Friday, December 14, 2007

Memo to DGA - Please Propose a Tri-Guild New Media Adjustment Committee

Since the WGA negotiations have devolved into nuclear winter, it looks like the next move will be talks between the studios and the DGA. Here's a suggestion/request for the directors: please include, in your proposal to the studios, a tri-guild New Media Adjustment Committee.

What does that mean?

"Tri-guild" - the committee should have members from management and from all three above-the-line guilds (WGA, DGA, SAG), assuming each guild ratifies a similar contract proposal (so that all three guild agreements would contain the same language establishing the committee). The committee might also have members from the IA (IATSE represents many below-the-line workers, i.e. craftspeople), AFTRA (a performers union), and AF of M (musicians union), both of which also have new media issues (since both also receive residuals); however, these latter two unions haven't generally been part of multi-guild committees in the entertainment industry. The committee should also have more-or-less non-aligned members from the legal and agency world, academia, and elsewhere.

"New Media" - the committee's focus would be the issues associated with new media.

"Adjustment Committee" - the committee would have the power to propose and pre-negotiate changes to the WGA, DGA and SAG agreements, so that new media issues aren't dealt with in an almost-indigestible lump on the eve of (or after) contract expiration, which is part of what led to the current, bitter strike.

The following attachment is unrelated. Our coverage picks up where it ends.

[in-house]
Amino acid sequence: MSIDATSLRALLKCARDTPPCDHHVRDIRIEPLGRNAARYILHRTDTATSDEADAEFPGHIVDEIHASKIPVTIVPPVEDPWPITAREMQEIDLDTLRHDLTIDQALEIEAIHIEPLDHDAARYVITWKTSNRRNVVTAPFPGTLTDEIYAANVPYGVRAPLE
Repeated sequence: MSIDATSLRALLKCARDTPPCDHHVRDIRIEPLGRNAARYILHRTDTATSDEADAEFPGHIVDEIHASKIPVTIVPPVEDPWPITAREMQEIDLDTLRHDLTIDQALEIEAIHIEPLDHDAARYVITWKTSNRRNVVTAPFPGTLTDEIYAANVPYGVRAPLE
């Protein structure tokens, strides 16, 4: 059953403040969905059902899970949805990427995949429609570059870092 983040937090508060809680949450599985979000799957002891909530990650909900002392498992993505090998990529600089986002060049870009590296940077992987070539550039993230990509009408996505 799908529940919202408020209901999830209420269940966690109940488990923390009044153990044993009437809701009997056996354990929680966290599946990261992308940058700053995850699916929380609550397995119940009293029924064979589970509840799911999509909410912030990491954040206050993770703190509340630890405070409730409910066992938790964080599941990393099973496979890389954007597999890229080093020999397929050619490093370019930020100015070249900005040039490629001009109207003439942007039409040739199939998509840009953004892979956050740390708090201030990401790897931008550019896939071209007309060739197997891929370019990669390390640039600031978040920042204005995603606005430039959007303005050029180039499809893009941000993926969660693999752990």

The committee should meet quarterly or even monthly. It will need research support (sharing of data) from all parties, and a small budget for purchase of research reports and other such expenses. The committee would build relationships with major players and information sources (agencies, attorneys, other guilds, academics, research firms, tech cos., etc.).

The WGA had a Contract Adjustment Committee in the 1990's, with a general focus (it had nothing in particular to do with new media), but I understand that it was not very effective. This time the stakes are higher, because technological change, like the Terminator, will never stop.

This means more of what we've been seeing for the last 10 years: software keeps evolving, business models keep changing, hardware gets smaller, faster and cheaper, data capacities and transmission speeds increase, new web sites spring up overnight with instant audiences, and new technologies are developed on a regular basis.

Where all this leads is unknown, but one thing is clear: Silicon Valley is not going to suddenly take an Ambien and stop innovating. Yet, when it comes to guild agreements, the entertainment industry seems content to snooze between contract renewals.

The guild agreements are multi-hundred page accretions of hard-fought gains, historical accidents, and tough compromises. Unless the entertainment industry establishes a mechanism to modify those contracts on an ongoing basis - rather than attempting to do so under looming deadlines - we may face repeated strikes and near strikes (de facto strikes) at regular, three-year intervals. The 2007 strike is no fun, to put it mildly. Do we really want the same thing in 2010 as well?


  1. Right on, brother!

  2. How is it possible that this didn't get further commenting and circulation??? Though a dated post, this is *essentially* relevant as we near a SAG vote. For anyone on the fence, I think a widely publicized strategy like Mr. Handel proposes here is the spine required to provide integrity to a YES vote.